The US military must think in terms of managing long-term outcomes in the global war against terrorism, not decisively winning the conflict, according to security experts who testified before the House Armed Services Committee on Tuesday.
The US is involved in “a debilitating war of attrition” against ISIS and the remnants of al Qaeda that will not be ended with a quick, decisive military push, said Bruce Hoffman, director of the Center for Security Studies at Georgetown University. Nonetheless, precise military operations are more important than persuasive messaging in managing the conflict well, the experts said.
Despite territorial losses in Iraq and Syria, Hoffman said that, “ISIS, alas, is here to stay,” and that the broad threat from terrorism is spreading around the world even as the ability of terrorists to successfully execute large-scale attacks has decreased. He said that 40,000 terrorists from 100 nations—including fighters from Mali, Benin, Bangladesh, and “hundreds from Latin America”—had traveled to train in Syria and Iraq with a view attempting small-scale attacks around the world. ISIS, he said, has more than doubled the number of nations in which it is “fully operational” from seven to 18. Al Qaeda also now has operations in three times more countries than it did after 9/11, Hoffman said.
Still, these terrorist activities are “not an existential threat to the Republic,” Brian Michael Jenkins, senior advisor at RAND corporation, told Congress. In this way, US counterterrorism efforts since Sept. 11, 2001, have been “very successful” in preventing another “strategic-level attack,” said Michael Sheehan, distinguished chair at the Combating Terrorism Center, at West Point. Sheehan is a former special operations officer and was Ambassador-at-Large for Counter Terrorism from 1998-2000.
Jenkins emphasized that “most recent terrorist events remain concentrated in the Middle East” and adjacent regions. “Today’s jihadists have escalated horizontally,” he said, because counter-terrorism efforts have successfully limited their ability to pull off larger attacks.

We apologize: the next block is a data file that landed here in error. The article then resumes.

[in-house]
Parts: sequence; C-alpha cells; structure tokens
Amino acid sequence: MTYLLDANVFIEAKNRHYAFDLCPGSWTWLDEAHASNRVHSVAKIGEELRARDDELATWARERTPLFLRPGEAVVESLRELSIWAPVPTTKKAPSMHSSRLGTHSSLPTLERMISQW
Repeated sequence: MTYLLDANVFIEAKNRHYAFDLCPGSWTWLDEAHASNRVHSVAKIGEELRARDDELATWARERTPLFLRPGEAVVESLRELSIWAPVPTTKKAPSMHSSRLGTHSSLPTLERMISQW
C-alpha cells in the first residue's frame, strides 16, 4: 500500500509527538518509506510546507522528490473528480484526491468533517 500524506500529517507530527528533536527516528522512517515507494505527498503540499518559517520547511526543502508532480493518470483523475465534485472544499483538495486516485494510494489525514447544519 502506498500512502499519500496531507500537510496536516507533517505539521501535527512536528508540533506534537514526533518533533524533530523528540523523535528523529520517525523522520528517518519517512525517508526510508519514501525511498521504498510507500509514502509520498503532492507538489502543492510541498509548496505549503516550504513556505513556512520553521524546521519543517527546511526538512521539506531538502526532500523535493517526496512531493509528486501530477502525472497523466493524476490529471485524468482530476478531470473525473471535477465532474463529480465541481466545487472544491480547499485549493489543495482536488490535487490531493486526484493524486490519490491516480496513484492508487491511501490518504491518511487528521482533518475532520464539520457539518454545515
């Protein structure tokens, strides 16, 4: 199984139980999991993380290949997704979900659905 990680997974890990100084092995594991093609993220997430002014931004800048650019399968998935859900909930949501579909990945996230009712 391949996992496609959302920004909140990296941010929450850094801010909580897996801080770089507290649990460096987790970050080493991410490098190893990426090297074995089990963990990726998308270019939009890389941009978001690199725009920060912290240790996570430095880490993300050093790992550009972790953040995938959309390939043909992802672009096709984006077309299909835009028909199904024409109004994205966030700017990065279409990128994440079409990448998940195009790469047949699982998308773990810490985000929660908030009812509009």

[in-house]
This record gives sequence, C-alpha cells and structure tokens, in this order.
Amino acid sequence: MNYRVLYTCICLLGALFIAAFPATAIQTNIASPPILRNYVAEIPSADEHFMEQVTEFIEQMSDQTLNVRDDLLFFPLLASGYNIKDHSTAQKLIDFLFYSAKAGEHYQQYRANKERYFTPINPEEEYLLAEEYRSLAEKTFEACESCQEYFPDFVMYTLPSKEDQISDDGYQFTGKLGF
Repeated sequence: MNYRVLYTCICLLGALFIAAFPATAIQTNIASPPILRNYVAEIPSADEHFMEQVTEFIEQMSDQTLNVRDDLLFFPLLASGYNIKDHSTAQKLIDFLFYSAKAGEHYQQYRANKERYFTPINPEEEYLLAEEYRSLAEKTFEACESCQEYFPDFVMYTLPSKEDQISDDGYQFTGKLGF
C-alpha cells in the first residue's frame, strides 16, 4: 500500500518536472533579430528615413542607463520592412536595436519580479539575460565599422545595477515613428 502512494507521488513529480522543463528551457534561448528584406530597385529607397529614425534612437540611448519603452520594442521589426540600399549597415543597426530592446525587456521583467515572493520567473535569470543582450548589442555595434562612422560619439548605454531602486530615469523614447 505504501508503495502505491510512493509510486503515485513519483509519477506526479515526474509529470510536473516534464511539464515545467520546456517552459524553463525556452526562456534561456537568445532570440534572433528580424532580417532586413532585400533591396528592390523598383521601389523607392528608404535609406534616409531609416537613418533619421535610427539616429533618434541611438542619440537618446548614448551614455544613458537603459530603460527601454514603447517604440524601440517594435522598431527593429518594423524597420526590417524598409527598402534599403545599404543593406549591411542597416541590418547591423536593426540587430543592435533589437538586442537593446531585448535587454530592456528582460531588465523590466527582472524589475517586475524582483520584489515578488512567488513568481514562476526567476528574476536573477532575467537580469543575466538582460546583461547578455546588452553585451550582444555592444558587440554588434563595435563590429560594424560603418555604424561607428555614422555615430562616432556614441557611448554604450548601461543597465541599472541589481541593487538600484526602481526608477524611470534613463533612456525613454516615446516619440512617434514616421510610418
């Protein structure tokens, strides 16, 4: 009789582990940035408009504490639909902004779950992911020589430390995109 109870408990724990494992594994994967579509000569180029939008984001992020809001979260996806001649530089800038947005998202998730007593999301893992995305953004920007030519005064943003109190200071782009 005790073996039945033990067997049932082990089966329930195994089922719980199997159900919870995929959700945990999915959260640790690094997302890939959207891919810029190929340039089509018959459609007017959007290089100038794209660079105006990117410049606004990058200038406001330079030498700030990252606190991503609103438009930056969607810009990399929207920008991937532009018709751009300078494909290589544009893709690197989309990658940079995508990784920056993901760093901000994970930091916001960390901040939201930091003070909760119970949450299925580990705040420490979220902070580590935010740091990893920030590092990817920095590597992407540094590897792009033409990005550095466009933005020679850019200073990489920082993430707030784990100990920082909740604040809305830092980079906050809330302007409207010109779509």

Within this security environment, “the principle threat” to the US homeland is “homegrown terrorists,” Jenkins said. Even on the level of weapons of mass destruction, Sheehan said he was most worried about “an improvised WMD” created and delivered by “an individual in the US becoming radicalized who has access to the materials.”
Such attacks would not produce mass casualties like the attacks of 9/11, Hoffman said, but they are motivated by a “strategy of provocation.” ISIS, al Qaeda, al Shabab, Boko Haram, and other organizations hope that, through small-scale attacks, they can provoke their Western adversaries to take actions that would justify the terrorists’ narrative of oppression by corrupt foreign governments.
The experts disagreed on the state of the messaging war. Sheehan believes “we are winning the war of narratives,” and he pointed to the widespread desire of refugees from nations affected by terrorism to immigrate to the US. Hoffman, however, asserted that the surge of “nativism and populism” in European and American politics is a sign that the “strategy of provocation is succeeding.”
All three experts agreed that a strategy of targeted military intervention is crucial to American efforts against counter-terrorism. Full-scale invasions of countries “obviously doesn’t work,” as Hoffman put it. But the panel was also skeptical that soft campaigns of social media “counter-messaging” have had any discernable impact. The middle ground strategy would be military action with “a precise mission, achievable within a limited amount of time,” Jenkins said. In retrospect, Hoffman said, “taking down Mosul sooner than two years” after ISIS established its headquarters there would have been the most effective means of weakening that terrorist organization.
Sheehan offered the example of French interventions in Mali: “get in and get out, leave a small footprint, turn it over to the UN and local government as soon as possible.” Instead of approaching operations against terrorism as a war that can be decisively won, Jenkins said, the US must “manage this for the long term.” Crucial in this process, he said, is sustaining the “readiness and political will” of the military and the US public, “so that we don’t exhaust ourselves as our opponents want us to do.”